59 Pages Posted: 23 Oct 2008 Last revised: 12 Jan 2009
This article reviews the state of game theory in legal scholarship and finds that it remains excessively focused on one tool: the Prisoners' Dilemma. I claim that this focus is not justified, that it distracts legal scholars from exploiting other insights of game theory, particularly the problem of coordination. I show how the need for coordination is as pervasive and important to law as the Prisoners' Dilemma, illustrating with game theory discussions of constitutional law, international law, property disputes, traffic, culture, gender roles, and many other topics. I also explain how a focus on the Prisoners' Dilemma unnecessarily contributes to the divide between Law & Economics and Law & Society scholars, all of whom might find some common ground in exploring coordination games.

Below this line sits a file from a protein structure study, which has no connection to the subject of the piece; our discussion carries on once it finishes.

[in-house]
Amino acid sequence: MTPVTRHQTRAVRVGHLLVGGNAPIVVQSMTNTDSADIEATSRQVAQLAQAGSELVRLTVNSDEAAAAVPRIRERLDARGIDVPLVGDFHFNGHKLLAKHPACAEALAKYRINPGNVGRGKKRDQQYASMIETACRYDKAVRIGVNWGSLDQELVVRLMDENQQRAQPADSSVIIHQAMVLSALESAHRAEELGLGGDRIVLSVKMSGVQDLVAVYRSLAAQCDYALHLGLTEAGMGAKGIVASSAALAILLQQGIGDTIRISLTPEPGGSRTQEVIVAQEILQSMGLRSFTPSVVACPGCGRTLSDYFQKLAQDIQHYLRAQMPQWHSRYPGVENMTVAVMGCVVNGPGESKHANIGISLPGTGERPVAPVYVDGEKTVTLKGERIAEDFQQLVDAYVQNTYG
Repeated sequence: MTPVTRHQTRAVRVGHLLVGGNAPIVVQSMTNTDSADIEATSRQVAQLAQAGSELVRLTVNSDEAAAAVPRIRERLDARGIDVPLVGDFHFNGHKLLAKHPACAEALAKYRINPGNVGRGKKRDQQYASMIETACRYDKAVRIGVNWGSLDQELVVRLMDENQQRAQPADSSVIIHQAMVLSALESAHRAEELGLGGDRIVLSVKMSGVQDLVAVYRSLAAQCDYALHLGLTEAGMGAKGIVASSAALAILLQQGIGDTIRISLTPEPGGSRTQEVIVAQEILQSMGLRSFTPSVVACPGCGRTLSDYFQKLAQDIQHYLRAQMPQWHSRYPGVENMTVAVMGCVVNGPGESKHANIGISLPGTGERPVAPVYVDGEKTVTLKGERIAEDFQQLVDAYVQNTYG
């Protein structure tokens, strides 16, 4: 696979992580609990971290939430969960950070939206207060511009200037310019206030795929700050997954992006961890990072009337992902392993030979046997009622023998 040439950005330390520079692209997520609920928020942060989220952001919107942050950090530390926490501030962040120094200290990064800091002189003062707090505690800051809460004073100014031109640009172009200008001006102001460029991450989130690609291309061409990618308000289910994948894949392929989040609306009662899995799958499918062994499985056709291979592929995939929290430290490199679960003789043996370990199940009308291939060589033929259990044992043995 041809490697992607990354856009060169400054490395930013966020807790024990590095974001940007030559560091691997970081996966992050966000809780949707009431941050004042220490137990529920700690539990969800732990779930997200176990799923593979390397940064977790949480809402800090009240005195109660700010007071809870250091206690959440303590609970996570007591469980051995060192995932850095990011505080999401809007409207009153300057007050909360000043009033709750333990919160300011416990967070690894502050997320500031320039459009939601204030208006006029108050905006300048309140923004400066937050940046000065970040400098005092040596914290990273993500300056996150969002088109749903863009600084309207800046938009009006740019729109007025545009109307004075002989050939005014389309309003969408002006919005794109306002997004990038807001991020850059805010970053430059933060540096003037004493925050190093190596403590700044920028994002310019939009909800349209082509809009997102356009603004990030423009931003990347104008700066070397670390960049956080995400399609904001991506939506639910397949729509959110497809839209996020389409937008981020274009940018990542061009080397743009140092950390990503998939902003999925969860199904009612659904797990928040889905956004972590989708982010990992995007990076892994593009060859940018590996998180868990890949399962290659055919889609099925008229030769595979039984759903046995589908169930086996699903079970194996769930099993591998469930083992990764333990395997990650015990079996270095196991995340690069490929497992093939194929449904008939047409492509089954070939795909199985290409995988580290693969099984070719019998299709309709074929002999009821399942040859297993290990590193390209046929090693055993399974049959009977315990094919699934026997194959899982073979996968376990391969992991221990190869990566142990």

Suggested Citation: Suggested Citation
McAdams, Richard H., Beyond the Prisoners' Dilemma: Coordination, Game Theory, and Law. Southern California Law Review, Vol. 82, 2009; U of Chicago Law & Economics, Olin Working Paper No. 437; U of Chicago, Public Law Working Paper No. 241. Available at SSRN: https://ssrn.com/abstract=1287846